Good Grief

I recently delivered a sermon about grief. This was possibly the most research ever put in to avoiding a question. The question that hits us first in the middle of suffering, grief, loss, pain, and injustice is “why me?”

Since delivering that sermon I have received quite a few follow up questions. Every sentence of this sermon could been taken to a deeper level, but the limits of time and patience have led to what you see below. It is an opening of a door and dialogue.

If you take the time to listen to or read the sermon below you are likely to find more questions lingering in your mind after than before, and that is by design. It’s not that we can’t find peace, resolution, justice, or answers, it’s that the pursuit of all of these shape our lives. They are found in relationship with each other and with God. So please, feel free to continue the discussion in any way possible. The worst possible response to these topics is silence.

Here is a direct link to download the audio only version.

The video:


August 23, 2015
Job 1:21-22 (ESV)

“‘Naked I came from my mother’s womb, and naked I shall return. The Lord gave, and the Lord has taken away; blessed be the name of the Lord.’ In all this Job did not sin or charge God with wrong.” Job 1:21-22 (ESV)

Open your Bibles to Job, chapter 1.

Why do bad things happen? Scott answered that question a few weeks ago. But when we’re in the middle of our own grief, those answers always fall short. No matter how true they are, they aren’t comforting or satisfactory. Our own pain is just too deep.

Let’s start with a story. For the past few years I’ve been teaching the fifth and sixth graders on Wednesday nights. This is an interesting age, caught between childhood and adolescence. One of our goals was to cover every book of the Bible over the course of two years. The way the timing all worked out, when we had finished the entire Bible we had one class period left. That last night, I simply went back through the gospel. I talked about God’s love and Jesus sacrifice. Eternal life. The purpose and plan God has for us in this life. Then I opened it up for questions.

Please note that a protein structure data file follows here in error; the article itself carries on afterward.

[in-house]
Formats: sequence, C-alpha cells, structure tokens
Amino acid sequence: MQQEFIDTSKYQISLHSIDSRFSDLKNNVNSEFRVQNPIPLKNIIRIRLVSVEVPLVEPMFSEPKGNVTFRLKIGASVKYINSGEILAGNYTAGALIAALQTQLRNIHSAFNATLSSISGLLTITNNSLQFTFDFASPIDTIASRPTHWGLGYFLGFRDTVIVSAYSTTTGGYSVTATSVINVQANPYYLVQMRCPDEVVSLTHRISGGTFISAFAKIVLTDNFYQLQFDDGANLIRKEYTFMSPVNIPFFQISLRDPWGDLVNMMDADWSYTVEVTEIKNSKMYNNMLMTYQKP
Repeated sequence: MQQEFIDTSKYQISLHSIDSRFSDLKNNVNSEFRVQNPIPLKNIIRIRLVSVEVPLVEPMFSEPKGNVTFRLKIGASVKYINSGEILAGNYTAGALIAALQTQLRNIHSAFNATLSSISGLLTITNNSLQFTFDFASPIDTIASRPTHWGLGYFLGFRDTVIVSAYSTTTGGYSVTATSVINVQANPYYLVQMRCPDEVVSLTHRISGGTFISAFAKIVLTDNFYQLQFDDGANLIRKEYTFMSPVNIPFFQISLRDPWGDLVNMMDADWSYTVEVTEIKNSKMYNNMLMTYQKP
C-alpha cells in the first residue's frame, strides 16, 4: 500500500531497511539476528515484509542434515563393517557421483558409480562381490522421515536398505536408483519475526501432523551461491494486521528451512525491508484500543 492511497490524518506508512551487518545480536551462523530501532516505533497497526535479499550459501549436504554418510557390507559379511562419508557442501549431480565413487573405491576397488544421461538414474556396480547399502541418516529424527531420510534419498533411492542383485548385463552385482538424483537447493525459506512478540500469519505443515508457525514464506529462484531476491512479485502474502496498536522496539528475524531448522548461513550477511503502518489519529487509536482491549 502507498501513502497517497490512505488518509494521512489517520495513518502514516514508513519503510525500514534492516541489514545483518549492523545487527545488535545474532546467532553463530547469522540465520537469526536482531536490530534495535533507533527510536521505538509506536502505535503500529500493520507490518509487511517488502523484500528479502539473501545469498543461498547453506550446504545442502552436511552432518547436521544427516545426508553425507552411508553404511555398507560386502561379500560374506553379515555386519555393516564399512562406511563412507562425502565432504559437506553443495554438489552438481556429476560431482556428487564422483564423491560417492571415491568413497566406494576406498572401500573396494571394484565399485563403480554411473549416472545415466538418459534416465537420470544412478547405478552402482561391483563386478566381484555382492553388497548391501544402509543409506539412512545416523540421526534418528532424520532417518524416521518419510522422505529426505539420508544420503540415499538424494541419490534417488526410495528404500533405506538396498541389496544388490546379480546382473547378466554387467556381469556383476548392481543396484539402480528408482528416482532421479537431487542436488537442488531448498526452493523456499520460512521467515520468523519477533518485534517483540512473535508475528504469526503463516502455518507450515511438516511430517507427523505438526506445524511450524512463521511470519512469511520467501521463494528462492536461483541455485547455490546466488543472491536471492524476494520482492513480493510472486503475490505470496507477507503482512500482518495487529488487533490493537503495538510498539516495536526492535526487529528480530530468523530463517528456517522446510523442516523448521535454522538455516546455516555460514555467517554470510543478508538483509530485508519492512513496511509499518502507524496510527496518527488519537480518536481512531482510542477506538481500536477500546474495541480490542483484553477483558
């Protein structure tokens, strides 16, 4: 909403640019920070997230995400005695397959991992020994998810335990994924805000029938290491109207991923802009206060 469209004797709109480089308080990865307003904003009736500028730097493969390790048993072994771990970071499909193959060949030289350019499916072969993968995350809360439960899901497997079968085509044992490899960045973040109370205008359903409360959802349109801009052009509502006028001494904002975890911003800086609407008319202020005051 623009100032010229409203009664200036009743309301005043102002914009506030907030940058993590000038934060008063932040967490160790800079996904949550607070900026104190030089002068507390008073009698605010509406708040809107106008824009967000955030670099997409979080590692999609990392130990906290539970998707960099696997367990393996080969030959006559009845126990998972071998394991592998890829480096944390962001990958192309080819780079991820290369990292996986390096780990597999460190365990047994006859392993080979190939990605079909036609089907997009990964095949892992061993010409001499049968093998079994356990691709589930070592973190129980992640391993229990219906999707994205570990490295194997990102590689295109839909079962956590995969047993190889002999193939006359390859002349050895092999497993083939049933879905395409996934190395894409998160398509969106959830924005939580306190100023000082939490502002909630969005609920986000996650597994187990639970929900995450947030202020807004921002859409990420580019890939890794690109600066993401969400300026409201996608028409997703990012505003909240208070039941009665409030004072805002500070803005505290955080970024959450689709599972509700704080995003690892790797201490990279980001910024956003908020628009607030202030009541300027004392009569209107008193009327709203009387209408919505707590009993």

Maybe I was expecting something like “did Adam and Eve have belly buttons?” Or maybe even my favorite: “can God make a rock so big that he can’t lift it?” What I got instead surprised me a little. One boy raised his hand and asked: “My grandma was sick and was in the hospital, I prayed to God that she would get better. That would’ve been a good thing. God would have gotten the glory for that. But she didn’t. She died. How could God have done that?” We gently talked through some answers. The next kid raised his hand. Fighting back tears he said, “my mom left when I was young. I don’t really even remember her. My dad has had to raise me alone, and I know it’s been hard for him. How could God let a mother leave her kid?” Another kid said, “me, too.” And then another.